With so many well-known brands offering ready-built retail desktops, picking a prebuilt PC is much easier than building your own. While you can’t beat the convenience of retail PCs, you give up a lot for it.
The whole point of getting the desktop is that you no longer need to compromise
Buying a laptop, have you ever found that it’s hard to get the mix of components and price exactly right? If a laptop has a great processor, it could be let down by small screen or an inadequate number of USB ports. If there’s enough hard disk space, the inbuilt graphics card may be inadequate. It’s always a compromise. Buying a desktop, you finally get to be in control – the big, spacious cabinets that desktops have exist for this very reason. You get to roll up your sleeves and put in exactly the components you want. To buy a prebuilt desktop is to miss the whole point of a desktop.
When buying a retail PC you are stuck with the parts that the company chooses to put in the system. Often, the parts they pick for the computer depends on what cheap deals they can strike with different manufacturers to source parts cheaply – not on what works best for the customer.
When you build your own PC you get to choose to buy each individual product from whatever company you like. You can have whatever chipset you want, whatever number of USB ports, graphics card, operating system and so on. You don’t need to pay for components that you don’t want, either. If you don’t want a DVD drive or a card reader, you can save money by skipping those.
You get better parts
The processor of a retail PC is always advertised by brand – Intel or AMD. The graphics card is sometimes named, too. The other components are never mentioned. You don’t know what make of hard drive, RAM or motherboard they use – these usually go under the radar. You can be sure that they would advertise what brands these were if they were good ones. Mostly, though, they tend to cheap OEM parts. By building your own PC, you can put everything together with affordable, quality parts.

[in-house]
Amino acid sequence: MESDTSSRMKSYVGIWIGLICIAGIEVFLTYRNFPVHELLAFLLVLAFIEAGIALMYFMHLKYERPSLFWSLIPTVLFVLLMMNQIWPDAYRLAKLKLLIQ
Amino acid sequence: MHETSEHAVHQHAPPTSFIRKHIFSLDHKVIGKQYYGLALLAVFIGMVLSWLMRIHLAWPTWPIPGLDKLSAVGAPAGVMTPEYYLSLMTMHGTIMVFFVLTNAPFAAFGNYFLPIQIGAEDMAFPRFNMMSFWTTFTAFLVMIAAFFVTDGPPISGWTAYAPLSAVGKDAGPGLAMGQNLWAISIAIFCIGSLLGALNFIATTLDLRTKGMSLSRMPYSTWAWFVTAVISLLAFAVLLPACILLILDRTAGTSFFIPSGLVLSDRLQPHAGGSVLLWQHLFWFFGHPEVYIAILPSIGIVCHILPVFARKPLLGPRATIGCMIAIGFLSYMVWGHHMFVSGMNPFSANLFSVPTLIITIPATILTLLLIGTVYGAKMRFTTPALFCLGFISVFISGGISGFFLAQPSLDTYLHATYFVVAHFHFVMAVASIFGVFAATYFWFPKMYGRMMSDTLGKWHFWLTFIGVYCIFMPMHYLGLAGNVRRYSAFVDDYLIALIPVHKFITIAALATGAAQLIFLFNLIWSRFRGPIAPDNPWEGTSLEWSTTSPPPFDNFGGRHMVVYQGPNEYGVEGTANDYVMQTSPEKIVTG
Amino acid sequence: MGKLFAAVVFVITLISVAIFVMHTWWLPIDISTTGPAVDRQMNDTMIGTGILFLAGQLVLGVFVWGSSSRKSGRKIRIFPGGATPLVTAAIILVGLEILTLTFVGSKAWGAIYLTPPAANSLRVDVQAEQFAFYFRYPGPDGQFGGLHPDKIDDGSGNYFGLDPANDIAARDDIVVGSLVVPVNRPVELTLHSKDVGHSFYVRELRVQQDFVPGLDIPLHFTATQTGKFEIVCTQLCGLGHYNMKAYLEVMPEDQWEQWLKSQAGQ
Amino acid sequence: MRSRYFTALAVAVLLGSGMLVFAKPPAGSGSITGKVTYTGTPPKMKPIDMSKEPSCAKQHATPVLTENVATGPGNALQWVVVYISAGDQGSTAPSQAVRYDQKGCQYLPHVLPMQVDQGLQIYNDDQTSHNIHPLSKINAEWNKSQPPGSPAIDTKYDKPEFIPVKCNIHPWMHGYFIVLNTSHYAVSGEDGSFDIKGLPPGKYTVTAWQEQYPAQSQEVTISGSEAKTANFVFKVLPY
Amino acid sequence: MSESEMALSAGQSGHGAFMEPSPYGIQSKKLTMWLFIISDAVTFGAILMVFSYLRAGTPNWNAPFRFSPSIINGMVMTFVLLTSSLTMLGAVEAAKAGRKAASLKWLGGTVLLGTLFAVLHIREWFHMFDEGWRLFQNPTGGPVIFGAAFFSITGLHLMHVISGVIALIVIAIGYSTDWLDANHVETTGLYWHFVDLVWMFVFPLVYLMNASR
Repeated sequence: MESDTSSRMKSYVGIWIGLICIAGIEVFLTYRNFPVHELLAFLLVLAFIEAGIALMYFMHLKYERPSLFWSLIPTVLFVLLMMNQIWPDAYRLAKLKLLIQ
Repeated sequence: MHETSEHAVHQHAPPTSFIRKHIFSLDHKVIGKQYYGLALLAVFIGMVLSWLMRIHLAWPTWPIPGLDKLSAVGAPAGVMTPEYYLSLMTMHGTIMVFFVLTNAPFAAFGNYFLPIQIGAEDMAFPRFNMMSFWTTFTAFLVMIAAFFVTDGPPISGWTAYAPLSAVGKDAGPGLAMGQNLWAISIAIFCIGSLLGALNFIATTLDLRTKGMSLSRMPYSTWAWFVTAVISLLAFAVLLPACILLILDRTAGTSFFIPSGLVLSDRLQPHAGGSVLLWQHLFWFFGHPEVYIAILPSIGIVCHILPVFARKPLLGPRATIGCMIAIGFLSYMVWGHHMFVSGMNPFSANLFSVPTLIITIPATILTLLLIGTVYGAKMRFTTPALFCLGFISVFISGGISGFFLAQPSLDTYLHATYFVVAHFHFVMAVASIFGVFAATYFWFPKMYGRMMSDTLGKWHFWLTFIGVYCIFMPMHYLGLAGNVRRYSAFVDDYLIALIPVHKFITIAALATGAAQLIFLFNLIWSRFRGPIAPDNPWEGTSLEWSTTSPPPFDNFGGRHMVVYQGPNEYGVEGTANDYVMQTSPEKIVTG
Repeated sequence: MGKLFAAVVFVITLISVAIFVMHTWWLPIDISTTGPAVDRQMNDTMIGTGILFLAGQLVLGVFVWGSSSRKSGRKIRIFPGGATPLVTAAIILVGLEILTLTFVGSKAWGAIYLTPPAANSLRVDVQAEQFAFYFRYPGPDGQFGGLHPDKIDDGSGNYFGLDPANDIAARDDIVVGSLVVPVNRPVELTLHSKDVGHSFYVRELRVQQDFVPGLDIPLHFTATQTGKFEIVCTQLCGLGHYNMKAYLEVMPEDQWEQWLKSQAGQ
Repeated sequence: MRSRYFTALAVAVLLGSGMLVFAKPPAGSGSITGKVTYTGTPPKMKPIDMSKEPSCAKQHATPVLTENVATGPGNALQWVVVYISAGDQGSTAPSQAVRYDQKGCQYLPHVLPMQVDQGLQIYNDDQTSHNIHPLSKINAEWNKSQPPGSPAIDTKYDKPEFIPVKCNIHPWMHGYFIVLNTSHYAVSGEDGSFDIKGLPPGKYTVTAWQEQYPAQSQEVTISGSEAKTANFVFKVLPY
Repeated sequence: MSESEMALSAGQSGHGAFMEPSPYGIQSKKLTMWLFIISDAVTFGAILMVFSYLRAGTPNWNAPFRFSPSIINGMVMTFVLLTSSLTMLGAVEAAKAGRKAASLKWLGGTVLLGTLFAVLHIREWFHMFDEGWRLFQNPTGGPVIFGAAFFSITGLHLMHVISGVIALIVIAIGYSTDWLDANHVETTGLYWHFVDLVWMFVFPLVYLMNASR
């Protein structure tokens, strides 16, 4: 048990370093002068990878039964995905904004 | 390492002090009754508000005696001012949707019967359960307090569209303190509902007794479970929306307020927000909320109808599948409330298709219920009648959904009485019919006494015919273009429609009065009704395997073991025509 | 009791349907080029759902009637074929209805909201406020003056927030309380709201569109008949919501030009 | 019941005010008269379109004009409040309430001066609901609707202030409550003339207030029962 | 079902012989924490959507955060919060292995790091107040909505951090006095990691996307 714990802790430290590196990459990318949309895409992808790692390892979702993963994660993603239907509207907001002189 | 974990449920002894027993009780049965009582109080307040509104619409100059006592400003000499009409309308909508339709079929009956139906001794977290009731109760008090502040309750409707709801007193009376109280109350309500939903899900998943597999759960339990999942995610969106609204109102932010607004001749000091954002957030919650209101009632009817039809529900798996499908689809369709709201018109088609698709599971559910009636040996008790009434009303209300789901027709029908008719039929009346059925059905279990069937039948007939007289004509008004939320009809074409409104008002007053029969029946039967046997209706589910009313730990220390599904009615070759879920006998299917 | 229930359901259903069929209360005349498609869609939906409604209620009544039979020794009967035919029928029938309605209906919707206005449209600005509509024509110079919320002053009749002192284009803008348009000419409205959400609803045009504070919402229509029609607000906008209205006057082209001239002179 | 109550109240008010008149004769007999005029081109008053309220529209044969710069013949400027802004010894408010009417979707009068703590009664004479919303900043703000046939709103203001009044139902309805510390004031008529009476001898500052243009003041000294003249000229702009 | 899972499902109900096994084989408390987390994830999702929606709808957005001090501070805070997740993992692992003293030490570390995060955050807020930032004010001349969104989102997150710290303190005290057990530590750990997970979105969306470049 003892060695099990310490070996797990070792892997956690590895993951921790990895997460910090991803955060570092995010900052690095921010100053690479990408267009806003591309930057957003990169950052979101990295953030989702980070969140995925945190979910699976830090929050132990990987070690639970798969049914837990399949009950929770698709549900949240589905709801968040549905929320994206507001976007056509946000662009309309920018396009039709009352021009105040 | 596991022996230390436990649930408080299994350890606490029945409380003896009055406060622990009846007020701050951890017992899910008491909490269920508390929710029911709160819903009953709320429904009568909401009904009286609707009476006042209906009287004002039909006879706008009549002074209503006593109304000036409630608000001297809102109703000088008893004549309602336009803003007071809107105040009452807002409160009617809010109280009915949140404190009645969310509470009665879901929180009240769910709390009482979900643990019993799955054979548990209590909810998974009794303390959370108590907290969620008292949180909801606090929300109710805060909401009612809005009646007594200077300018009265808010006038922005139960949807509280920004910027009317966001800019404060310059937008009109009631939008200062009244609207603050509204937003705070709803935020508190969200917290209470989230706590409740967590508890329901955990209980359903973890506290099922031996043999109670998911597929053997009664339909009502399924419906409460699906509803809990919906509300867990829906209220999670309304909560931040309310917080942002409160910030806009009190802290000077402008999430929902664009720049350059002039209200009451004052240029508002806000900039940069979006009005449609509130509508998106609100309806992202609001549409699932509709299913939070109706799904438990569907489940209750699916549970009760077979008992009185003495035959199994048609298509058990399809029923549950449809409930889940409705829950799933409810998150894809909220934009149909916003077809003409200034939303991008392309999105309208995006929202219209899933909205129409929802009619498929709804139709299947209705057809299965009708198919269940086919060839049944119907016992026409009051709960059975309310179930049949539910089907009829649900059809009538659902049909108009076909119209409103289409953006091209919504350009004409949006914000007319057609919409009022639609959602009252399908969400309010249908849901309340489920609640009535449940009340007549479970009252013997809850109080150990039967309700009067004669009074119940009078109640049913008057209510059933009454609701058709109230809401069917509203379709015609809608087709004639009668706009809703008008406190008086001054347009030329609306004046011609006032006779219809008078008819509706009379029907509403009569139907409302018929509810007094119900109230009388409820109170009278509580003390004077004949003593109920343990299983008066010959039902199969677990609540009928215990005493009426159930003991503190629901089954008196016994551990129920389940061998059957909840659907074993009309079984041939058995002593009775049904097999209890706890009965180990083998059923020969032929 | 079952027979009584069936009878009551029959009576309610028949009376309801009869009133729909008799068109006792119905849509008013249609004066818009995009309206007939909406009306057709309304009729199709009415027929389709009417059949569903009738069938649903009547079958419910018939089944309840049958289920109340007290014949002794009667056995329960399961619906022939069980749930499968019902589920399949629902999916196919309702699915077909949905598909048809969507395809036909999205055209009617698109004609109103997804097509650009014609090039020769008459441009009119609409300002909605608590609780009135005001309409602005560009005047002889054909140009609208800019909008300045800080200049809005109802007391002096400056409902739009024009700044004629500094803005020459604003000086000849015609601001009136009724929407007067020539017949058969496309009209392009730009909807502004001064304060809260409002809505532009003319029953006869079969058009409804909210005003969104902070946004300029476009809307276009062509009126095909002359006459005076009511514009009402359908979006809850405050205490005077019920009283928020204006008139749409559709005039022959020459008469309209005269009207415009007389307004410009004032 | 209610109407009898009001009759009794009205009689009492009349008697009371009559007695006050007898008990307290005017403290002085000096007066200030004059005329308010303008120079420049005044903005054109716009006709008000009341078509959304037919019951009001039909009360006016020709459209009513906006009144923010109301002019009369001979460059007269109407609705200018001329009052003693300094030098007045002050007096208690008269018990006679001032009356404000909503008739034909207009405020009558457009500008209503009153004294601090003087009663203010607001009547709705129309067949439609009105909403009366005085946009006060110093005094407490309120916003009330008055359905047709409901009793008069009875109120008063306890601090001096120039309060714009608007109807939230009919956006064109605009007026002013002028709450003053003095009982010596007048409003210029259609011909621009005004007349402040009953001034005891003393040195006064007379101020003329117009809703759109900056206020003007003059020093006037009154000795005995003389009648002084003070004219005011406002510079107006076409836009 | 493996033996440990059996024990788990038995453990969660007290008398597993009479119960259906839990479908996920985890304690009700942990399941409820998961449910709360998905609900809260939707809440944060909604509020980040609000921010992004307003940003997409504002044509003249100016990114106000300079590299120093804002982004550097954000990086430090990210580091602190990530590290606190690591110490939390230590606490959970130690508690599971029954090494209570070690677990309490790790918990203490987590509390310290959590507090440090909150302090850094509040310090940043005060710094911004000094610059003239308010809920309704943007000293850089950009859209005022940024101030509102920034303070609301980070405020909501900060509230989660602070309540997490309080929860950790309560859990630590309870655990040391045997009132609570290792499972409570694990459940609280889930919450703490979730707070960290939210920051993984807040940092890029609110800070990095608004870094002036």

You don’t have to put up with poor case design
The cabinets used on most retail PCs are built to conserve space. They compromise on airflow and expandability in the interests of slim, fashionable design. Poor airflow translates to higher temperatures and lower life for your computer. If you want to add a hard drive or other component in the future, these cabinets often don’t have enough room, either. You get to go with a great cabinet when you build your own computer.
You get a good power supply
Most retail PCs have power supply units (PSUs ) that are so weak, they don’t even provide enough power for low-end graphics cards. These usually offer very few connections for components to add in the future, too. Should you ever try to overclock your processor on one of these power supplies, it will never happen. You get a strong and stable system with a powerful PSU when you build your own.
Retail PCs usually come with cut-rate operating system versions that lack many good features that you might get if you went out and bought a full-retail version. Not to mention, ready-built computers usually include bloatware that does nothing but to slow down your system. You get to stay away from all these problems when you build your own computer. You get to put in just the software that you want.
Warranty and Upgrades
Retail PCs come with a one-year or two-year warranty, at best. You don’t get to take advantage of the generous warranty policies that component makers offer when you buy individual components to build your own PC with. For instance, processors come with three-year warranties. Hard drives come with five-year warranties and RAM is usually covered for the life of the product. You get all of this when you build your own computer.